On that topic, his overall playmaking needs improvement, often being late, or even totally absent, to moving parts around him to connect the offense. He is not a point guard because of his decision-making and timing of his decisions, which limits his NBA upside at just 6’3. At times across his whole collegiate career, Ellis was too ball dominant and looked out for himself and not teammates, which goes against the core value of what a point guard is supposed to do: make everyone around him better. In the PAC-12 Tournament, particularly against Arizona, Ellis’ score-first mentality prevailed in a negative way, highlighting the scoring guard role he fulfills more than the point guard role. Boogie will need to quickly learn more point guard skills and reads to stick in the NBA.

I wrote about Boogie Ellis’ defense in this game review, making the case for the intangibles to take him further than his skillset should. With physical limitations, Ellis is a one-position defender. If a guard is a one-position defender, he has to be a great defender to net any positive value on that end. While he does a good job of communicating and playing hard on defense, his physical traits are going to limit him, especially as he struggles to defend through screens. P&R defense remains one of the top defensive traits for NBA defenders, and Ellis does not check that box.

Ellis will have no trouble translating his scoring to the next level, which is likely to be the G League on a two-way or exhibit 10 contract. His scoring will easily scale up in the fast-paced environment, given his spot-up shooting, off the dribble shooting, and shot creation. What he needs to prove to coaches and decision-makers in front offices is how well his playmaking can translate, and if he can run an offense while simultaneously showcasing paint scoring abilities. His role is redundant in the NBA, so having point guard skills on top of his valuable scoring package will make him stand out from the pack of undersized guards. Being patient on a 23.5 year old (draft night age) score-first guard that needs to learn to be a point guard is a tall order for NBA teams. If he can quickly put these traits together to be better and is willing to learn, he will be a welcome addition at the end of a bench as a reserve  guard.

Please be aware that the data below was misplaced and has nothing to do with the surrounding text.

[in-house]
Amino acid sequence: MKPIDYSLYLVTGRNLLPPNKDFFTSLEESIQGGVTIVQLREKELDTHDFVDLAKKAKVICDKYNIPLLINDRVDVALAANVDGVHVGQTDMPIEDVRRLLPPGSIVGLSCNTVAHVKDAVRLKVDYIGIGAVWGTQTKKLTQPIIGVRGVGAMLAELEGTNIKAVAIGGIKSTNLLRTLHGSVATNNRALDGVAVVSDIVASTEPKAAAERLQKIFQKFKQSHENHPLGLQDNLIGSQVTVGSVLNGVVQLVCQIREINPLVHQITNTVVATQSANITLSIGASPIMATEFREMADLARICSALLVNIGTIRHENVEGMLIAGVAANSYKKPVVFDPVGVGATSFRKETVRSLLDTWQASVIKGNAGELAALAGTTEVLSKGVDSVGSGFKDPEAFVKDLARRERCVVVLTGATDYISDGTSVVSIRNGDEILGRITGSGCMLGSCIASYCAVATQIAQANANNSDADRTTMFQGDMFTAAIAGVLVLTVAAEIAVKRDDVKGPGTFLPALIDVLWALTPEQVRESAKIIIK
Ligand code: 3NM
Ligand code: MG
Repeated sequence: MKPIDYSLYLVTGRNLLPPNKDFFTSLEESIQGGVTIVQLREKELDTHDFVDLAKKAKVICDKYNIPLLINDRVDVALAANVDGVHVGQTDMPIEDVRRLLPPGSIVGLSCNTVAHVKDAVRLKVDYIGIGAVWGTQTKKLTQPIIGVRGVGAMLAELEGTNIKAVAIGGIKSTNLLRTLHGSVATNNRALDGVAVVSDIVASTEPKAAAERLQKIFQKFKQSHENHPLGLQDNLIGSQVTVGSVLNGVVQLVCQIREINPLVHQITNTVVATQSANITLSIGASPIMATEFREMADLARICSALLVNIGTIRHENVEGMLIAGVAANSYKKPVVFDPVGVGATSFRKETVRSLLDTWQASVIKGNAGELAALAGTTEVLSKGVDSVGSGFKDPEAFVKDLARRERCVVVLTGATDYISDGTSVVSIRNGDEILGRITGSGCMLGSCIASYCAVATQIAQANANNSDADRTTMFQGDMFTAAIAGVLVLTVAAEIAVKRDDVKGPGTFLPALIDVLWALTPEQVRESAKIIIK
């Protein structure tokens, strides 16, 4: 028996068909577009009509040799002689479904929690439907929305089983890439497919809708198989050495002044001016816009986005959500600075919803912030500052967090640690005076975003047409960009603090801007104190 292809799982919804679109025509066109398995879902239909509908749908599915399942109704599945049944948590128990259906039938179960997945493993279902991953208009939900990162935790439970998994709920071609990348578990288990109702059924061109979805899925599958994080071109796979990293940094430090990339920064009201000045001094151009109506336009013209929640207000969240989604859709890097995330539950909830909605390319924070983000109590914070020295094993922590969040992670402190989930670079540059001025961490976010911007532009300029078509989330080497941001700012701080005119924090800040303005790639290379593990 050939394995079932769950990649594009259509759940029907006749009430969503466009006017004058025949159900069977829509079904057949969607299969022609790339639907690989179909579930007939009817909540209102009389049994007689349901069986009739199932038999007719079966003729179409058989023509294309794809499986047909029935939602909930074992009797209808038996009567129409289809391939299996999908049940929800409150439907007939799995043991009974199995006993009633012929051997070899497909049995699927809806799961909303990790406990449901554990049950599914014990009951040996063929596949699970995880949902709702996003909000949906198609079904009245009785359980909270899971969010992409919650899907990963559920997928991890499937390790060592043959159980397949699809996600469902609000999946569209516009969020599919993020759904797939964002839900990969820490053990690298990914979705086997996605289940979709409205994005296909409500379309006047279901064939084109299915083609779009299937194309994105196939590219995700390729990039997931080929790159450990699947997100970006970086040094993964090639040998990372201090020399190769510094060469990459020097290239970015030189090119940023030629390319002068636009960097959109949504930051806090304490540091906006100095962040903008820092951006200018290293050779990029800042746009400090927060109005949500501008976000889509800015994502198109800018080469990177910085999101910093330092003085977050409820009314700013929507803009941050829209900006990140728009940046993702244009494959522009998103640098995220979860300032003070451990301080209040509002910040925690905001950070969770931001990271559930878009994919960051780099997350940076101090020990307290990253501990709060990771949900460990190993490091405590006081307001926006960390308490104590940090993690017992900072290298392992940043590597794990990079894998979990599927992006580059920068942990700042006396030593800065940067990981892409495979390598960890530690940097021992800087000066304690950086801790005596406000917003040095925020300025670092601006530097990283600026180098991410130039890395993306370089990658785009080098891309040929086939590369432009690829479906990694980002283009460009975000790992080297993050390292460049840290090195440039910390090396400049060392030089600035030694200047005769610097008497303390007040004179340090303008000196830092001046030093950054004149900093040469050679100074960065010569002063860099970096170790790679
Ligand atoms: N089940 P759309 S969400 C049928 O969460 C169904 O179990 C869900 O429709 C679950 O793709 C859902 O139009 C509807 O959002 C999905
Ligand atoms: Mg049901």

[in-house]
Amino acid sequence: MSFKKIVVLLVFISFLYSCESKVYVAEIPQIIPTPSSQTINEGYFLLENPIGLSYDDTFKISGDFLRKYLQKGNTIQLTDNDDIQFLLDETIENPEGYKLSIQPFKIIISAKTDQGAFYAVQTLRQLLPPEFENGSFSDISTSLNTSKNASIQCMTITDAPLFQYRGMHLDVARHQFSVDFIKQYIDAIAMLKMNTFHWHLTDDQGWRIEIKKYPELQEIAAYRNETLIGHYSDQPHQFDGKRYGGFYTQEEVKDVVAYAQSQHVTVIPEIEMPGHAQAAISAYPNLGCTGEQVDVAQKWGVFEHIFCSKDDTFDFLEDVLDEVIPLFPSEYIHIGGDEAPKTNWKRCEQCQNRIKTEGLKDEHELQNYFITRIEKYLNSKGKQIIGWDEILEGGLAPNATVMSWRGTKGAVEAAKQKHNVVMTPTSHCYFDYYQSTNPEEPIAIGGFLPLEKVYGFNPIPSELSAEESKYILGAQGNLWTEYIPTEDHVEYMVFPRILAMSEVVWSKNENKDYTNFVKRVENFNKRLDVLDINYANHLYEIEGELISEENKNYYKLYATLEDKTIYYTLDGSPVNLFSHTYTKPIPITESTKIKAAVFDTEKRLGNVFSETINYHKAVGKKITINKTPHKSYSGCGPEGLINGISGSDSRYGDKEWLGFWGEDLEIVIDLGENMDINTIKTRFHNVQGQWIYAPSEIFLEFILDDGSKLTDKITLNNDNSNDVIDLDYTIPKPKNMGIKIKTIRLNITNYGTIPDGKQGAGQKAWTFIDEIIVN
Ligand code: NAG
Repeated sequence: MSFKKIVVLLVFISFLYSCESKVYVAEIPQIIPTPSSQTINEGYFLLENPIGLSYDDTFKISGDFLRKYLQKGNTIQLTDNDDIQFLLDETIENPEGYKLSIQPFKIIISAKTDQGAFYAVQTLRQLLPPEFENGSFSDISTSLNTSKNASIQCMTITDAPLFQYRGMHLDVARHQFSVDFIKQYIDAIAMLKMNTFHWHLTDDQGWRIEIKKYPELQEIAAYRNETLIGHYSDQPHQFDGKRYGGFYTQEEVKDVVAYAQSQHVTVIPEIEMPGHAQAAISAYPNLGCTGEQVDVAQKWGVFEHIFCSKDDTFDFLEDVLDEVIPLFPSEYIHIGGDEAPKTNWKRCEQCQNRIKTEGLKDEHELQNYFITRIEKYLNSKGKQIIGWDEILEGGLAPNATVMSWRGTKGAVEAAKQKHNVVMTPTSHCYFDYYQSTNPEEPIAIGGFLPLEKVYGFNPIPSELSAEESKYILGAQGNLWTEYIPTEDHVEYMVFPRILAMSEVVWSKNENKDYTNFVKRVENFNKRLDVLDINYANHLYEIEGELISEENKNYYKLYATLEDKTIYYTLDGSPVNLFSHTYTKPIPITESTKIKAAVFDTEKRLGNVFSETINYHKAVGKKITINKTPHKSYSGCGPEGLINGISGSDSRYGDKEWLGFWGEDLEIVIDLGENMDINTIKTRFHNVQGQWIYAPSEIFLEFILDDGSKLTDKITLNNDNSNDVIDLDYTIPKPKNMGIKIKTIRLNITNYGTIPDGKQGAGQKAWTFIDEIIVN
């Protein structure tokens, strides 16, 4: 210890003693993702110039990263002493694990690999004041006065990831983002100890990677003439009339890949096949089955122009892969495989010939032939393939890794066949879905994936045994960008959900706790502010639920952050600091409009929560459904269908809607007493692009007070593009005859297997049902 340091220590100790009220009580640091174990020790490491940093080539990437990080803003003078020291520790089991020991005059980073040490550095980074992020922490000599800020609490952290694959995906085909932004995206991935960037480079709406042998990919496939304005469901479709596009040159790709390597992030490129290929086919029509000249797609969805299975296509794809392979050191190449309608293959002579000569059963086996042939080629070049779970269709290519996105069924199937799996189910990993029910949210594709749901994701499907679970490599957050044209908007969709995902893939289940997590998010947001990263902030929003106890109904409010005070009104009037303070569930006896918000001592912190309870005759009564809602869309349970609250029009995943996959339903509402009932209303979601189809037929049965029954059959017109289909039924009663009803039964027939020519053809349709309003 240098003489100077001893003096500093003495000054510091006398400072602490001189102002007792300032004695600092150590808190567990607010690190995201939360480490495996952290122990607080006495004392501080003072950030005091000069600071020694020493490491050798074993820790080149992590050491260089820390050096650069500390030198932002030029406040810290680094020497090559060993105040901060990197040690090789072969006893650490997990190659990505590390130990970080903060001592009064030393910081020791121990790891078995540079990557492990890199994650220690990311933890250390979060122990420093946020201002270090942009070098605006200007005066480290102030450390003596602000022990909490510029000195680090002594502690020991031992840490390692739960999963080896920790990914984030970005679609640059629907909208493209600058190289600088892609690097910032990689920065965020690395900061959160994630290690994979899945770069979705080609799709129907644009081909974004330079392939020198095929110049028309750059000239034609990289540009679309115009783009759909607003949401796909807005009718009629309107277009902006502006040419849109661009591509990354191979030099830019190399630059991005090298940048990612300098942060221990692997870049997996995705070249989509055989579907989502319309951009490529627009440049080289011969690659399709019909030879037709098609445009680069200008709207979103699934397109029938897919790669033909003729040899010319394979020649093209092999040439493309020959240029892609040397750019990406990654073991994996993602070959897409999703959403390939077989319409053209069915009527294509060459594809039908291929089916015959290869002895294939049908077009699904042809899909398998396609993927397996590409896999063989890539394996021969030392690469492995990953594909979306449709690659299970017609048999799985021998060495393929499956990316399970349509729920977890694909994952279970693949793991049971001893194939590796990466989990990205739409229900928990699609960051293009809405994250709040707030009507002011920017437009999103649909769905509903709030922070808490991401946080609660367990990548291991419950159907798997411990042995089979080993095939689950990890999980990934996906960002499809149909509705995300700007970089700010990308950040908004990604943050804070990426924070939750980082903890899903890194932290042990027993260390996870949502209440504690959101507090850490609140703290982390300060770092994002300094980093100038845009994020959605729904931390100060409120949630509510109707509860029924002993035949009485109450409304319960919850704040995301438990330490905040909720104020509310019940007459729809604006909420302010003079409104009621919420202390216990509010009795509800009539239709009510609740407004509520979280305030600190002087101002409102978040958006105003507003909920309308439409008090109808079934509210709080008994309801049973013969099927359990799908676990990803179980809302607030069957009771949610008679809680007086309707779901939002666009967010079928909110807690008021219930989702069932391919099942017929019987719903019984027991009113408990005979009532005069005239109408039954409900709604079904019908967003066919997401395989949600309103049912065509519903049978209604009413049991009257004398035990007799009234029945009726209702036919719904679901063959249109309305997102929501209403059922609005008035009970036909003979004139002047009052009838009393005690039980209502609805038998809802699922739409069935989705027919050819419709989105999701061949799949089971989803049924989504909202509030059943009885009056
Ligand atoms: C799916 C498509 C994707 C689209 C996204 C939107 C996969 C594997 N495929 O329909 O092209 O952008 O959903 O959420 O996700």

Projected draft range: 50-undrafted

Expected role: Microwave guard off the bench

Unplayable if: P&R defense limits him, and his tweener guard status makes him hard to fit into schemes on both ends.

Exceeds expectations if: Point guard skills grow in the NBA, and overall spacing and flow of the offense allow for his finishing & playmaking to boost.


Shot chart: